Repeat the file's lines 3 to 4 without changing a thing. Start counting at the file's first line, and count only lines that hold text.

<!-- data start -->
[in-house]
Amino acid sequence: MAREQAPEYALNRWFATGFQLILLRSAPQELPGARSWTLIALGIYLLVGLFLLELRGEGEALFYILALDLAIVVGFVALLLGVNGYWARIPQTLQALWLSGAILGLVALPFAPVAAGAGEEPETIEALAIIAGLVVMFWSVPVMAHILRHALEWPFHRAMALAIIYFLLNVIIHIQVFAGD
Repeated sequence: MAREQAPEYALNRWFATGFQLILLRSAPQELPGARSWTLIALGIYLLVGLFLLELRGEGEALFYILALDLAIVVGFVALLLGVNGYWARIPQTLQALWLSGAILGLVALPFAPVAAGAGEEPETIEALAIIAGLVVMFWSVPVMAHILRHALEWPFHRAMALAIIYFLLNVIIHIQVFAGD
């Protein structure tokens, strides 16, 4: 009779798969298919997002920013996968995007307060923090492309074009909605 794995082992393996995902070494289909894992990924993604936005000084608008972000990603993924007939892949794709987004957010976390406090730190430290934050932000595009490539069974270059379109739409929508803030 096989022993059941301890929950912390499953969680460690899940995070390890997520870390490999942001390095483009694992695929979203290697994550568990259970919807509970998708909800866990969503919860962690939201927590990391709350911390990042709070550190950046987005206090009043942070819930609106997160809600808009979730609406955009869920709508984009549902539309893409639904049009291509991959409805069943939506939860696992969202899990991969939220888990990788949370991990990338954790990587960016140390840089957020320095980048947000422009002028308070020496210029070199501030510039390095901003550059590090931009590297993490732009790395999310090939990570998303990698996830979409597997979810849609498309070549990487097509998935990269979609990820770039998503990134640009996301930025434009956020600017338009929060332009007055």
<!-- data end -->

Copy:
Repeated sequence: MAREQAPEYALNRWFATGFQLILLRSAPQELPGARSWTLIALGIYLLVGLFLLELRGEGEALFYILALDLAIVVGFVALLLGVNGYWARIPQTLQALWLSGAILGLVALPFAPVAAGAGEEPETIEALAIIAGLVVMFWSVPVMAHILRHALEWPFHRAMALAIIYFLLNVIIHIQVFAGD
């Protein structure tokens, strides 16, 4: 009779798969298919997002920013996968995007307060923090492309074009909605 794995082992393996995902070494289909894992990924993604936005000084608008972000990603993924007939892949794709987004957010976390406090730190430290934050932000595009490539069974270059379109739409929508803030 096989022993059941301890929950912390499953969680460690899940995070390890997520870390490999942001390095483009694992695929979203290697994550568990259970919807509970998708909800866990969503919860962690939201927590990391709350911390990042709070550190950046987005206090009043942070819930609106997160809600808009979730609406955009869920709508984009549902539309893409639904049009291509991959409805069943939506939860696992969202899990991969939220888990990788949370991990990338954790990587960016140390840089957020320095980048947000422009002028308070020496210029070199501030510039390095901003550059590090931009590297993490732009790395999310090939990570998303990698996830979409597997979810849609498309070549990487097509998935990269979609990820770039998503990134640009996301930025434009956020600017338009929060332009007055």